Earthquake Strengthening for Unit Title Properties

Back to Articles Page

Property / Real Estate

MBIE has recently announced a review of the Unit Titles Act 2010 and published a discussion document highlighting specific areas to be considered in that review.  We will keep you updated as that review progresses but in the meantime, we highlight another issue of concern that is undermining the stability of unit title management processes.

With the damage to buildings caused by the Christchurch earthquakes, and more recently, the Kaikoura and Wellington shakeups, earthquake strengthening requirements are a very real issue for all property owners.  There is also the recent announcement from Nick Smith, the Building and Construction Minister, that around 300 buildings in the Wellington region that have unreinforced masonry facades in busy pedestrian areas will need to be brought up to Building Code standards within 12 months.

In practical terms a large part of New Zealand is relatively low risk for earthquake damage but, that of itself, is not going to allow property owners to avoid undertaking strengthening works in accordance with proposed changes to the Building Act and its Regulations.

Owners of units in bodies corporate, with often, large numbers of units and unrelated owners, are going to need to confront some special issues, not faced by other property owners, relating to earthquake strengthening obligations.

The likely issues that need to be addressed are:

  1. Undertaking assessments and anticipating any upgrade costs that may arise;
  2. Ensuring long term maintenance budgets include such costs;
  3. Spreading payment of costs so owners are not surprised by one-off significant special levies;
  4. Managing access to complete works; and
  5. Dealing with landlord/tenancy issues in leased properties.

We comment on each of these issues below:

The difficulties we have seen with watertightness issues and more recently, cladding issues, especially in unit title complexes, mean that strengthening work is going to be required in conjunction with any such repair work.

Property Owners of earthquake prone buildings (being those which are less than 34% of the new building standard) have requirements to assess and undertake strengthening works within specific trime frames, which differ depending on whether they are located in low, medium or high risk areas.

Given the more recent cladding problems are only just coming to light, and a significant number of watertightness disputes have not been settled, the works required, and any associated upgrade costs, are undefined.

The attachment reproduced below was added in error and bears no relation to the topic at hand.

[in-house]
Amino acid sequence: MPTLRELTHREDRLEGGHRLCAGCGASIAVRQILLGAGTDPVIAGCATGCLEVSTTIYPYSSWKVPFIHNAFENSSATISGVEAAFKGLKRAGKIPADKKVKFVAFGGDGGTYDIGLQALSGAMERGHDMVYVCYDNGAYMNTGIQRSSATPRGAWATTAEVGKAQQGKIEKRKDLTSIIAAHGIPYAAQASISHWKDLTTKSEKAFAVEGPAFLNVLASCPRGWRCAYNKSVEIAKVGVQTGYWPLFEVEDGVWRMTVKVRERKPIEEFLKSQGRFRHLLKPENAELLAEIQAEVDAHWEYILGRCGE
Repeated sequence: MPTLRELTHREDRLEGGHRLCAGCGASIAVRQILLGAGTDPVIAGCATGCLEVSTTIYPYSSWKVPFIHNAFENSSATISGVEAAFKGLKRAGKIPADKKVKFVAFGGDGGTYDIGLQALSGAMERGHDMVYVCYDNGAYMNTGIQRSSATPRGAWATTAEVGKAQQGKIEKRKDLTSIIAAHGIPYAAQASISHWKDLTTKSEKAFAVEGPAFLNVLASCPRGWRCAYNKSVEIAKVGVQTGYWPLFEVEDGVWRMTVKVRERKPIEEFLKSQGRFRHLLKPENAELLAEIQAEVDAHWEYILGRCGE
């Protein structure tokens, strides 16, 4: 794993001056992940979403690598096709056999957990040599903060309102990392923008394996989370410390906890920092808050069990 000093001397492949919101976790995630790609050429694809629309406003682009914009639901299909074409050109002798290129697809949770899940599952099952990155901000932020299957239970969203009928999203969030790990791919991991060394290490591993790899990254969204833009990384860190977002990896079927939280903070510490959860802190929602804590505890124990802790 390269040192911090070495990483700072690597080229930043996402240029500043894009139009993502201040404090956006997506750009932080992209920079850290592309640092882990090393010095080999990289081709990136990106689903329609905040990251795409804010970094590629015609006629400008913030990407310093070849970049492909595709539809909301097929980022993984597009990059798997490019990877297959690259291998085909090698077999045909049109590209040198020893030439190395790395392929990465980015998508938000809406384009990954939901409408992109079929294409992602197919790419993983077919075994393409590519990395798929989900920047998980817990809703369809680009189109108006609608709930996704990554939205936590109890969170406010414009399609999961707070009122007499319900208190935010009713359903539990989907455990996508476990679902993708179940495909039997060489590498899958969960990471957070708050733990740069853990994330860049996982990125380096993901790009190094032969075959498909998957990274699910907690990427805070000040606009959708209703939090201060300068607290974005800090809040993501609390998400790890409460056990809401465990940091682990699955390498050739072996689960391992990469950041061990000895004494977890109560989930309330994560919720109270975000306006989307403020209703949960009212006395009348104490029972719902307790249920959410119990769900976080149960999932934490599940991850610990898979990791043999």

1. Anticipating upgrade costs
    All properties need to be maintained and repaired.  Under the proposed amendments to the Building Act and Regulations, owners of a property will need to upgrade earthquake strength to latest standards when work undertaken on a property requires Council consent.

  2. Ensuring long term maintenance budgets include such costs
    For many bodies corporate, the costs of such upgrades have not been contemplated and are not included in long term budget planning.

  3. Spreading the requirement for payment of costs so owners are not surprised by one-off significant special levies
    Unfortunately, our comments about anticipating and budgeting apply to spreading the payments too.  This has resulted in major difficulties for a number of unit owners who have been required to pay special levies for unbudgeted upgrade costs.

  4. Managing access to complete works
    With many larger complexes, owners are often non-occupiers and sometimes reside offshore.  Although there are provisions in the Unit Titles Act 2010 allowing management to enter without notice and consent to undertake emergency works, co-ordinating access and the likely need for vacant possession for a period of time can be difficult.

  5. Dealing with landlord/tenancy issues in leased properties
    Burdens will inevitably be placed on managers by non-occupying or offshore based owners in managing arrangements with tenants.  This is especially so in the likely event that insurance held by an owner does not necessarily cover vacancy requirements for earthquake upgrades.

Where to from here?

In preparing long term maintenance plans, bodies corporate need to consider and take professional advice on what, if any, earthquake upgrading works may be required in conjunction with long term maintenance works.  The likely costs of such works should be factored in as part of the long term maintenance plan.

Owners also need to review their body corporate insurance cover with their insurer and consider what insurance could be put in place to cover the costs or losses involved with the need for vacant possession.

If you are the owner of a unit title property you should be consulting with your Body Corporate Manage on these issues, and if you are considering purchasing a unit title property you should be investigating the Body Corporate's response to such issues and taking advice.

© Brookfields Lawyers 2017.  All rights reserved

Legal insights delivered direct to your inbox

Sign up to receive the latest legal industry news and events from Brookfields.


Sign Up